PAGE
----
Treatment Options for Retinal Astrocytomas

• Observation (most cases)

• Enucleation (blind painful eyes due to intraocular progression of tumor)





As indicated previously, multifocal bilateral retinal astrocytomas usually occur in the context of tuberous sclerosis.[1] [2] In contrast, most unilateral unifocal retinal astrocytomas occur as isolated lesions in patients who have no underlying systemic disorder.

Baseline Systemic Evaluation

Because of the benign nature of the retinal astrocytoma, a baseline systemic evaluation for malignancy is not warranted. However, an assessment aimed at the detection of other features of tuberous sclerosis or neurofibromatosis is appropriate.


The typical retinal astrocytoma consists of a mass of interlacing spindle-shaped fibrous astrocytes that contain small bland elongated oval nuclei and have indistinct wavy cytoplasmic borders. Larger lesions frequently contain foci of calcification. Many retinal astrocytomas, especially those that occur in tuberous sclerosis or neurofibromatosis, also contain plump, polygonal cells having eosinophilic cytoplasm that have been termed giant astrocytes.[5] The retinal astrocytoma is regarded by many ophthalmic pathologists as a hamartoma (a benign congenital tumor composed of tissue elements that are normal for the location in which they occur) rather than as an acquired neoplasm.


For most retinal astrocytomas, no treatment is required ( Box 154-2 ). For patients whose intraocular tumor enlarges progressively and eventuates in a blind, painful eye, enucleation seems to be the only effective treatment. Radiotherapy by plaque or charged particle beam has not been shown to be effective.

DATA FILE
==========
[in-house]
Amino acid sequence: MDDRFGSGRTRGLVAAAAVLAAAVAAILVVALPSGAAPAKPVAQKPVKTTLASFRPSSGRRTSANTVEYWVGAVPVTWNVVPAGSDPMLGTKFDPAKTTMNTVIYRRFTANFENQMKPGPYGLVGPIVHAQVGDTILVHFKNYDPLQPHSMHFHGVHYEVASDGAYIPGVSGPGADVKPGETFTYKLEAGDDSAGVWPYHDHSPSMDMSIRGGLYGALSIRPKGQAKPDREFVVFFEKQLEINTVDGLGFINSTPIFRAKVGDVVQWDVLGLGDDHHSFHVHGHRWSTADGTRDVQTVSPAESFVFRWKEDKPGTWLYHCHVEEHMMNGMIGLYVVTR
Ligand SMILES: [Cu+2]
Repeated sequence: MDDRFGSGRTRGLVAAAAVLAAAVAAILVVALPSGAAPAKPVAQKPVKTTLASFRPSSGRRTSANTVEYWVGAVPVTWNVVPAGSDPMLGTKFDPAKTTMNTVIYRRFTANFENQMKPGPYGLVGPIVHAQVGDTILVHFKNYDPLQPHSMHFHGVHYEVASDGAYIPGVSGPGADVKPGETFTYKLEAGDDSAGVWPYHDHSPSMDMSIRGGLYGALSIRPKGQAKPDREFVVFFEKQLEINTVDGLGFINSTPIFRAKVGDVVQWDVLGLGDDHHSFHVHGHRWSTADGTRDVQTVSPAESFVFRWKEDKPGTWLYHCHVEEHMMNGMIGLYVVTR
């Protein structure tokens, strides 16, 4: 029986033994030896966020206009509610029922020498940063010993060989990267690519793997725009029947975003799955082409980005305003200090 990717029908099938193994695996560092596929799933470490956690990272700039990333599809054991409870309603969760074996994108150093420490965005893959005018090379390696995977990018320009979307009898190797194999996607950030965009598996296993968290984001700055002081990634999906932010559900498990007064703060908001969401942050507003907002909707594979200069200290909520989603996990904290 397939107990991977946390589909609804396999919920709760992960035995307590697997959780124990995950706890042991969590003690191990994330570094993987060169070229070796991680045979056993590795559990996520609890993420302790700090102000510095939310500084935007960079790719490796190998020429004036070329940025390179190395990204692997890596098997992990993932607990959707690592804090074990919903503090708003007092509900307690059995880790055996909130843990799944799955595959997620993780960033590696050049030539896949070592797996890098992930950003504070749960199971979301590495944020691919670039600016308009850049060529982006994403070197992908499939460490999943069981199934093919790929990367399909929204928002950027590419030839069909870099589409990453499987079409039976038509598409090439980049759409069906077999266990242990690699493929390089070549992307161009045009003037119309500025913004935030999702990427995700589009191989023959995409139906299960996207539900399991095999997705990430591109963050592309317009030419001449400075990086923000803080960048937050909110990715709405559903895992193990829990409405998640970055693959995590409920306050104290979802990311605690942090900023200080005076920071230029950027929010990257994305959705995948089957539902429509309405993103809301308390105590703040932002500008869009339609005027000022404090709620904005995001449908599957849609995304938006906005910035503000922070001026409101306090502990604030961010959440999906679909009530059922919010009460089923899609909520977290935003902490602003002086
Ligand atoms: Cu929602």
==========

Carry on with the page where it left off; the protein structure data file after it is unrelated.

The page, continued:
Astrocytomas of the retina tend to develop early in childhood and show some tendency for limited progression during the childhood years. However, these tumors have extremely limited malignant potential and do not metastasize. If they occur in or adjacent to the foveola, they can cause visual loss on the basis of progressive retinal degeneration. In most cases, however, they are associated with normal visual acuity.





1. Nyboer JH, Robertson DM, Gomez MR. Retinal lesions in tuberous sclerosis. Arch Ophthalmol. 1976;94:1277–80.


2. Rowley SA, O’Callaghan FJ, Osborne JP. Ophthalmic manifestations of tuberous sclerosis: a population based study. Br J Ophthalmol. 2001;85:420–3.


3. Lee JA, Harvey P, Finlay RD, Berry PJ. Solitary astrocytoma of the retina in a child. Br J Ophthalmol. 1996;80:673–4.


4. Shields JA, Shields CL, Ehya H, et al. Atypical retinal astrocytic hamartoma diagnosed by fine-needle biopsy. Ophthalmology. 1996;103:949–52.


5. Ulbright TM, Fulling KH, Helveston EM. Astrocytic tumors of the retina. Differentiation of sporadic tumors from phakomatosis-associated tumors. Arch Pathol Lab Med. 1984;108:160–3.